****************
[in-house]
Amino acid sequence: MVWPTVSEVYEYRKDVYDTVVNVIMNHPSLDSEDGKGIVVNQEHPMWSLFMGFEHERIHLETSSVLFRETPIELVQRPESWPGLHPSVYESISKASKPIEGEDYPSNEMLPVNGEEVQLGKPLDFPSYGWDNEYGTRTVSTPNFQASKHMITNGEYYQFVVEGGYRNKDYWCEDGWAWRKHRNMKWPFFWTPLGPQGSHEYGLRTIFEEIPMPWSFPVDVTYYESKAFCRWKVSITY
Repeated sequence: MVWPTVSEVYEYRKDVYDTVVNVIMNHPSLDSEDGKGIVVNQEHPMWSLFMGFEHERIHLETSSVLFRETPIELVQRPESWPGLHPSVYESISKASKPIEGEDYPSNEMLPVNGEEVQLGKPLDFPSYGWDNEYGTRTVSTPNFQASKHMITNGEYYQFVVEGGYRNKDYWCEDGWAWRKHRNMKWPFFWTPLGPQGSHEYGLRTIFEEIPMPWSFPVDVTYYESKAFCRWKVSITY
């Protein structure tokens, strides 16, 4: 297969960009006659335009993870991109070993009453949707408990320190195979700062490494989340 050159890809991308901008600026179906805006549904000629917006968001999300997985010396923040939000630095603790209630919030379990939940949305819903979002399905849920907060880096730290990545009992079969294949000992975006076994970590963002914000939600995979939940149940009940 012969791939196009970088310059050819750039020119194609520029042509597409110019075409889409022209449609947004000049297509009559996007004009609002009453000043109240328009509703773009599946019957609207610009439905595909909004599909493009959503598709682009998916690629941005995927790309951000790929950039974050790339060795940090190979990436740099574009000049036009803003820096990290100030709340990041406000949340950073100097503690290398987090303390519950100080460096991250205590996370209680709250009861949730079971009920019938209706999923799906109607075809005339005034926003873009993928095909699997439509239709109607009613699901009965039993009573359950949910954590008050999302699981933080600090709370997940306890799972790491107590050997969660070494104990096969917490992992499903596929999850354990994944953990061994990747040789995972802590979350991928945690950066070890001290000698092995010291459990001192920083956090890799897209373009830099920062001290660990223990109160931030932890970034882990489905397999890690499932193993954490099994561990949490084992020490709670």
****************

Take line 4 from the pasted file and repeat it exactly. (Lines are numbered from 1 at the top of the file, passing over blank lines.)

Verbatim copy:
């Protein structure tokens, strides 16, 4: 297969960009006659335009993870991109070993009453949707408990320190195979700062490494989340 050159890809991308901008600026179906805006549904000629917006968001999300997985010396923040939000630095603790209630919030379990939940949305819903979002399905849920907060880096730290990545009992079969294949000992975006076994970590963002914000939600995979939940149940009940 012969791939196009970088310059050819750039020119194609520029042509597409110019075409889409022209449609947004000049297509009559996007004009609002009453000043109240328009509703773009599946019957609207610009439905595909909004599909493009959503598709682009998916690629941005995927790309951000790929950039974050790339060795940090190979990436740099574009000049036009803003820096990290100030709340990041406000949340950073100097503690290398987090303390519950100080460096991250205590996370209680709250009861949730079971009920019938209706999923799906109607075809005339005034926003873009993928095909699997439509239709109607009613699901009965039993009573359950949910954590008050999302699981933080600090709370997940306890799972790491107590050997969660070494104990096969917490992992499903596929999850354990994944953990061994990747040789995972802590979350991928945690950066070890001290000698092995010291459990001192920083956090890799897209373009830099920062001290660990223990109160931030932890970034882990489905397999890690499932193993954490099994561990949490084992020490709670």